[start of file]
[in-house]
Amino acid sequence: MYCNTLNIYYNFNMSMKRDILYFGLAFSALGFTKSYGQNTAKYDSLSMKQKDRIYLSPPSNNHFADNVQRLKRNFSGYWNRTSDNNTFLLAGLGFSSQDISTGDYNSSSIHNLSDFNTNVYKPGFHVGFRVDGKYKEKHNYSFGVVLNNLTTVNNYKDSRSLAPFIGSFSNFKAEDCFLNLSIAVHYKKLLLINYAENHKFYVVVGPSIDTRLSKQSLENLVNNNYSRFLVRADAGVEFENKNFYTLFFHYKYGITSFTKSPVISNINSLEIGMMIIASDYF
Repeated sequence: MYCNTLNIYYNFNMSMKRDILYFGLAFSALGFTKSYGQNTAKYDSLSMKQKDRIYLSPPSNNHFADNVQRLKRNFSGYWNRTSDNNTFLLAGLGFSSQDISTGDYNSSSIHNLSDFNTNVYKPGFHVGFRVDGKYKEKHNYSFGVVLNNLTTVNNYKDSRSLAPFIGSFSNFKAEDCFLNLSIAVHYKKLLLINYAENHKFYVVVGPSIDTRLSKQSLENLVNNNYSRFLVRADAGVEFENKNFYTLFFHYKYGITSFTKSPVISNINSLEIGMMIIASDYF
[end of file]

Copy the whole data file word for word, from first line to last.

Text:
[in-house]
Amino acid sequence: MYCNTLNIYYNFNMSMKRDILYFGLAFSALGFTKSYGQNTAKYDSLSMKQKDRIYLSPPSNNHFADNVQRLKRNFSGYWNRTSDNNTFLLAGLGFSSQDISTGDYNSSSIHNLSDFNTNVYKPGFHVGFRVDGKYKEKHNYSFGVVLNNLTTVNNYKDSRSLAPFIGSFSNFKAEDCFLNLSIAVHYKKLLLINYAENHKFYVVVGPSIDTRLSKQSLENLVNNNYSRFLVRADAGVEFENKNFYTLFFHYKYGITSFTKSPVISNINSLEIGMMIIASDYF
Repeated sequence: MYCNTLNIYYNFNMSMKRDILYFGLAFSALGFTKSYGQNTAKYDSLSMKQKDRIYLSPPSNNHFADNVQRLKRNFSGYWNRTSDNNTFLLAGLGFSSQDISTGDYNSSSIHNLSDFNTNVYKPGFHVGFRVDGKYKEKHNYSFGVVLNNLTTVNNYKDSRSLAPFIGSFSNFKAEDCFLNLSIAVHYKKLLLINYAENHKFYVVVGPSIDTRLSKQSLENLVNNNYSRFLVRADAGVEFENKNFYTLFFHYKYGITSFTKSPVISNINSLEIGMMIIASDYF